back to the top  

Riding Position?

The Pedersen riding position is usually very upright. The rider is positioned a bit further back than on a conventional bike, more on top of the rear wheel. The frame geometry makes it hard to come out of the saddle and pedal for that final sprint across the finish line. The upright riding position also creates a fair amount of wind resistance at speed, although it is very possible to tuck for any high speed descents and the occasional short breakaway. At the other extreme, if the bike is intended to be used for long hill climbs, then lower gears for spinning will be required.

back to the top  

Gearing?

The Pedersen can be set-up as a single speed, but the majority are equipped with either an internal hub gear or a rear derailleur. The design of the frame, and the structure itself, make it very hard to accommodate a front derailleur, so the drive is by way of a single chainring. Various designs for a front derailleur mount have been tried, but each has been a compromise and as yet none have been acceptable.

The 8-speed internal hub, and the 9-speed derailleur both offer a 300% gear range which is adequate for most riding. If additional gearing is required, there are several other options. One option is the SRAM 3x9 Dual Drive. This is a 3-speed internal hub driven by a 9-speed cassette, providing a choice of 27 speeds at the rear hub. This is a nice package that looks good on the bike, and provides a very wide gear range. A second option, and certainly a more expensive one, is the Rohloff 500/14 Speedhub. This is a 14-speed, internally geared hub with a 500% range. The Rohloff hub is a beautiful system and, much like the SRAM Dual Drive, the range is more than adequate for the Pedersen. A third option is the Schlumpf Drive. This is a 2-speed bottom bracket, providing either an overdrive or a gear reduction.

 

What sort of components?

If you plan to assemble your own, there are some decisions to make with respect to your choice of components. The frame can be provided with the braze-ons and cable guides to make it easier for assembly and to provide a more finished look. The frame is otherwise surprisingly conventional, and can accept typical components. There are a few things that don't work very well, and if you plan to assemble your own, I can go into a lot more detail.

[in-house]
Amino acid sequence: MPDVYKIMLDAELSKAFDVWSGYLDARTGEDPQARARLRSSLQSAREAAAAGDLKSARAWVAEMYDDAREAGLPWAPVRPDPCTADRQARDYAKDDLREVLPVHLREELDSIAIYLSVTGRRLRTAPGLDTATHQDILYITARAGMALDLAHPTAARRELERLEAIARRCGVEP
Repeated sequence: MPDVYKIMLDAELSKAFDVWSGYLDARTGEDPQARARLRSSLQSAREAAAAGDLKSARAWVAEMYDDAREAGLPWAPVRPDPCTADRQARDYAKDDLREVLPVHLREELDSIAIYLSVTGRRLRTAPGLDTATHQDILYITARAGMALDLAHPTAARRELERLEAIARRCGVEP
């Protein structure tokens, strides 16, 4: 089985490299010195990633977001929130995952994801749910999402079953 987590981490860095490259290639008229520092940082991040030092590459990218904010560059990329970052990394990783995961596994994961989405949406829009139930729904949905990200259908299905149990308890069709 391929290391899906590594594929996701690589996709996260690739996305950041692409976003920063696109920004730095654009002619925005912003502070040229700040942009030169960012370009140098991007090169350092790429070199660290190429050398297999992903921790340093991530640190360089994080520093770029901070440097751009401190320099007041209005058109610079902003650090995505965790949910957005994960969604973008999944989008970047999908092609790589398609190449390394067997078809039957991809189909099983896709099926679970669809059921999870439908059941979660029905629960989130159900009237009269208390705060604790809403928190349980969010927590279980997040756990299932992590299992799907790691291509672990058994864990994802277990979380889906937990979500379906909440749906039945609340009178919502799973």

Complete bikes are usually assembled with a matching set of Shimano Deore components. These are available in a nice black finish that looks good on the bike. I have a bit of an obsession about having all matching components, but that's just me, and of course there are a large number of other possibilities and options. Complete bikes are really works of art, and most customers have some idea about what they want their bike to look like. The wood fenders are a nice option, especially if they match the saddle, and there are matching leather grips available, too.

A somewhat more detailed desciption of the various possibilities and options can be seen on the sample Design Sheet.

 

Racks?

The frame can accommodate both front and rear racks. A typical front rack is the Tubus Tara, a low-rider style that attaches to the front fork. The best choice for a rear rack is the Tubus Fly, because the tension rods require that the rack have either an open top or a narrow top so that the tension rods can either pass through or clear the outside of the rack. Other racks can be installed, but keep in mind that there are some designs that may not work.

back to the top  

Color?

The frame can be easily powdercoated any RAL color. Powdercoating works best for this frame because of all of the tubes and connections, plus the finish is extremely durable. But there are many more powdercoat possibilities than just the RAL colors, and some will be better choices than others. Typically the most durable coating is the exterior, polyester-based finish. Some of the transparent two-layer powdercoats, like Transparent Copper, are quite stunning but can have a slight non-uniformity and can appear light and dark, with thinner areas and thicker areas. Other colors can be found in an epoxy-based powdercoat, but these finishes don't have a long life when exposed to sunlight and are not recommended, even when covered with a clear coat. Don′t despair, as there are so many choices of acceptable powdercoat colors that a decision can be very hard to make!